And there you have a Village Whiskey Sazerac. Be careful, they’re deceivingly strong. Enjoy!

December 20, 2012

Tinto & Jim’s in Philly


We enjoyed a relaxing last-minute overnight in Philadelphia last weekend. I love living in Bucks County, PA. We live less than an hour from Center City Philly and less than 90 minutes from NYC. Fantastic! In need of a little getaway, we stayed at the Hotel Sofitel on 17th Street. The Sofitel is always a pleasure. Great service, friendly staff and the rooms are really nice. The room was a bargain at $156 for the night. The best rate we could find in New York for the same night in a comparable hotel was over $300. The Sofitel is located in Rittenhouse Square, so you can walk to lots of shops and restaurants.

Saturday night dinner at Tinto, a Chef Jose Garces restaurant, was excellent. This is our favorite kind of eating, small plates. I’d always prefer to eat a little bit of everything, rather than just one entrée.  Tinto’s menu offers delicious Spanish cuisine from the Basque Country. We shared at least 8 dishes (I lost count), heavy on the meat. Alan couldn’t resist ordering the Jambón Imbérico. This is the fancy ham… kind of like a Spanish version of prosciutto. We were told by our server that the pigs are fed a diet of acorns and the meat is cured for more than 2 years. The market price for Imbérico was $35.00. It was our splurge and well worth it.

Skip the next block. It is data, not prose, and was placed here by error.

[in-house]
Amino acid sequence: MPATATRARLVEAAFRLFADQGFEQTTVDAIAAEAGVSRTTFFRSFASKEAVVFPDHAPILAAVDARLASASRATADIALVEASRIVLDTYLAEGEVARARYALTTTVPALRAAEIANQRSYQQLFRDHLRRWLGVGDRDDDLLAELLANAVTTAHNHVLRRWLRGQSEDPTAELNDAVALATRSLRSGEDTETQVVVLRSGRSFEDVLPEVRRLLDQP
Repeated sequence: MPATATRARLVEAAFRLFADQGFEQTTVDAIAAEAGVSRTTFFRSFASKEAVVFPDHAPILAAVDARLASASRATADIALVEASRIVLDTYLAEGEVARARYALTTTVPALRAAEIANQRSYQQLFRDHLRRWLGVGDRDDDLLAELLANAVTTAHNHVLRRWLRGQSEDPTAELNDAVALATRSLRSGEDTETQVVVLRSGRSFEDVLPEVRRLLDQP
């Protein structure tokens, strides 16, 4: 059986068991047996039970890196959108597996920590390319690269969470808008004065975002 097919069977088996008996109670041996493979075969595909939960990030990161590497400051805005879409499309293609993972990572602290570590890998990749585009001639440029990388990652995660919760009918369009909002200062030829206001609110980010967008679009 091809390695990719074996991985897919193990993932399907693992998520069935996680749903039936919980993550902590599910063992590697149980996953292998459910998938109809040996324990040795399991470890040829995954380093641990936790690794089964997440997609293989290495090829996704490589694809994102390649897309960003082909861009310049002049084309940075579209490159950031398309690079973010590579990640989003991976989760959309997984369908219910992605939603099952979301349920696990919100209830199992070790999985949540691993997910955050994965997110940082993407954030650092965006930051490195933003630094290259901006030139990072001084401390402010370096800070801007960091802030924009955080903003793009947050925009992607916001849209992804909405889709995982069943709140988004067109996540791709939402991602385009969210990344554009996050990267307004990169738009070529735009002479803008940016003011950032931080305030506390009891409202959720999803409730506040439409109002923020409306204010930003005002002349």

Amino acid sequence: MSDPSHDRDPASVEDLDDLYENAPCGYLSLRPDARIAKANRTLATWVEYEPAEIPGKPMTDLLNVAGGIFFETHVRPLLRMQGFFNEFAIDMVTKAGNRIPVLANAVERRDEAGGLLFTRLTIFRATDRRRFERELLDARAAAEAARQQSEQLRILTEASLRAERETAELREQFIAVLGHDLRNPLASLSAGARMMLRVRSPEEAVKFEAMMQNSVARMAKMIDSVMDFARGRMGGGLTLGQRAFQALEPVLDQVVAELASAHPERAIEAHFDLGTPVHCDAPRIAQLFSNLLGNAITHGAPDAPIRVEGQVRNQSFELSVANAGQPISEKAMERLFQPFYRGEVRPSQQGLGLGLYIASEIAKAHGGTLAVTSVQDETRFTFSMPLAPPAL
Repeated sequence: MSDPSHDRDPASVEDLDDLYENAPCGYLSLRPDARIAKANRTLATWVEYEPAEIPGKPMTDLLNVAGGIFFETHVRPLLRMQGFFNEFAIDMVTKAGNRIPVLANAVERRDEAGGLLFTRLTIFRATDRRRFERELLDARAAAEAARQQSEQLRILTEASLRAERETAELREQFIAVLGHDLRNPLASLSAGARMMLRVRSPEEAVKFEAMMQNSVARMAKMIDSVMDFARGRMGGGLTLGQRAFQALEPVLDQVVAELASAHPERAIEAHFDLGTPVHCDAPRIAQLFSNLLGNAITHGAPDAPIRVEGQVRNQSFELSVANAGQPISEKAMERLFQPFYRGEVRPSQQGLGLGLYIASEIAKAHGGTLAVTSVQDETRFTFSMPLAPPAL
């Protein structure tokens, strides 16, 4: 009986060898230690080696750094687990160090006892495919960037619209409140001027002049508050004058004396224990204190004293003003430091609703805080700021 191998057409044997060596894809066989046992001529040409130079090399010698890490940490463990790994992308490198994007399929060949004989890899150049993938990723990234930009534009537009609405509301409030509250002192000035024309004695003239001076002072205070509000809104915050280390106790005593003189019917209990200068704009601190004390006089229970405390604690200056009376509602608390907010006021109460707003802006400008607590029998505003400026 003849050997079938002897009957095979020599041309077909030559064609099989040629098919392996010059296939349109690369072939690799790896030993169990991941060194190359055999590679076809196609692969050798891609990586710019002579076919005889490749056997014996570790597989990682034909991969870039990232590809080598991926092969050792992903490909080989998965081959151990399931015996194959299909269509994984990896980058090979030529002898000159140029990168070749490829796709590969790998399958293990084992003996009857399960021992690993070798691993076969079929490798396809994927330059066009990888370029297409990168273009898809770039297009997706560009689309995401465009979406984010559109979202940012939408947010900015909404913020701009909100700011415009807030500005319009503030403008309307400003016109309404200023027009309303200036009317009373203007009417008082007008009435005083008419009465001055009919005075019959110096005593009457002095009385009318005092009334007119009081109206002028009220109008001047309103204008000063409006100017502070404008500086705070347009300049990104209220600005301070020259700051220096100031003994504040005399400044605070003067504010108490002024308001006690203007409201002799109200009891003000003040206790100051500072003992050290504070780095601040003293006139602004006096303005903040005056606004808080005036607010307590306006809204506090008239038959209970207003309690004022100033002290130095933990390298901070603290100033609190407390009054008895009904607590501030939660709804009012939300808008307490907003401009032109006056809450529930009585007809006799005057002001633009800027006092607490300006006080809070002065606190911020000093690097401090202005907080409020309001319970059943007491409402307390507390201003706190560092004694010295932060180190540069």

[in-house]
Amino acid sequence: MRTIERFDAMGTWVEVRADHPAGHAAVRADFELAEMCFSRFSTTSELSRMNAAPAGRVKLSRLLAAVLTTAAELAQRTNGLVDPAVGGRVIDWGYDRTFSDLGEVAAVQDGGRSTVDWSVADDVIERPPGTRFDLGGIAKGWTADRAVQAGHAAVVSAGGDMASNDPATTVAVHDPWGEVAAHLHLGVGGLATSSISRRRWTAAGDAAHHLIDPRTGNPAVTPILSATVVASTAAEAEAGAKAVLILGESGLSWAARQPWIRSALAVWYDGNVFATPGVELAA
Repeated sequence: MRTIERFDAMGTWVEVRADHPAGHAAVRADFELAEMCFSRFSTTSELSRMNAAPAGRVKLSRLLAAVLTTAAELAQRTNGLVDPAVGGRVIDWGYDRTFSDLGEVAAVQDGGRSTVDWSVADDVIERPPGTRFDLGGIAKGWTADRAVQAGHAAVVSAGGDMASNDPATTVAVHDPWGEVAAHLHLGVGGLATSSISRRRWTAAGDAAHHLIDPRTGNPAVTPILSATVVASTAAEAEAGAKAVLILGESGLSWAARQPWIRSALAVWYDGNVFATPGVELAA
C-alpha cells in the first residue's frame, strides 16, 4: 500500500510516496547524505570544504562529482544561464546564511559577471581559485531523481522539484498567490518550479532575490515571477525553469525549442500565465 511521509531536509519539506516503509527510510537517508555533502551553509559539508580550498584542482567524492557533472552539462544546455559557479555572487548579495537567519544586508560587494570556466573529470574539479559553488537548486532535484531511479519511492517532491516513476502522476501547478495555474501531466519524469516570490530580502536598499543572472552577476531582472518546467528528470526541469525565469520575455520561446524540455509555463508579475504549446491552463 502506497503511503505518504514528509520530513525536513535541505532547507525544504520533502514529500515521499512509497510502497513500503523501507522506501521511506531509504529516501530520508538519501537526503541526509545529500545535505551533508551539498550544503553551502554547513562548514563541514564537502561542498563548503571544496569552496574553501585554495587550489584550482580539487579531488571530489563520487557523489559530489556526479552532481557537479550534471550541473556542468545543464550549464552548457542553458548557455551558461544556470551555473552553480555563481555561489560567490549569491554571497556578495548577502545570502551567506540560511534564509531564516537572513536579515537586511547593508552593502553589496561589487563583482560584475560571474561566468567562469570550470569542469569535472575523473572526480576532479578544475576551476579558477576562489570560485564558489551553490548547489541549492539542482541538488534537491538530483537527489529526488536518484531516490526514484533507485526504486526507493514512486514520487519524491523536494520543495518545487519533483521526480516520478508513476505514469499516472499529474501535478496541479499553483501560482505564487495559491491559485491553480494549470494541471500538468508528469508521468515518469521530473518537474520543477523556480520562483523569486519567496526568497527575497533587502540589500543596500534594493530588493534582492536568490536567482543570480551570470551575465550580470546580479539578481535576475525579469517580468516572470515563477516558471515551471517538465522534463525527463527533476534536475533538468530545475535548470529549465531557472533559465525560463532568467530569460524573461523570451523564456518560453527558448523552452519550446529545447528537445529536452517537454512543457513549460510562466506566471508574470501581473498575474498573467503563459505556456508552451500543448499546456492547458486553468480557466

We also ordered the mixed cheese plate that included two of my favorites, Petit Basque and Manchego. There was a decadent rice dish with white asparagus and manchego, lamb skewers with bacon and sherry, a canapé of duck confit with serrano ham and cherry, and the two small plates below. It might seem like a lot of food, but it was perfect. I loved tasting all the flavors, like a trip through Spain.

Albóndigos served with a poached egg…

Tinto's Albondigas

My favorite of the night, a canapé with berkshire pork belly, honey lacquer and shaved apples…

Tinto's Pork Belly Canape


Chef Garces owns several well-regarded restaurants around Philly. Next door to Tinto is Village Whiskey, also owned by Garces. We were told they have the best burger in town. We’ll have to try that next time.


What would a trip to Philly be without a cheese steak? Sunday lunch at Jim’s Steaks on South Street was in order. After trying most of the well-known cheese steak joints in the city, we’ve decided Jim’s is our favorite. People from the Philadelphia area take their cheese steaks very seriously. If someone has a different opinion, I’d love to hear it. We were trying to figure out why the cheese steaks in Philly are so much better than anywhere else in the country. Alan has even had one at a place in Los Angeles that is owned by a guy from Philadelphia, but they’re just not the same. If you know the secret, please share.


It warrants mentioning that in my humble opinion a proper Philly cheese steak should have “whiz,” not provolone or American cheese, and fried onions. That’s it!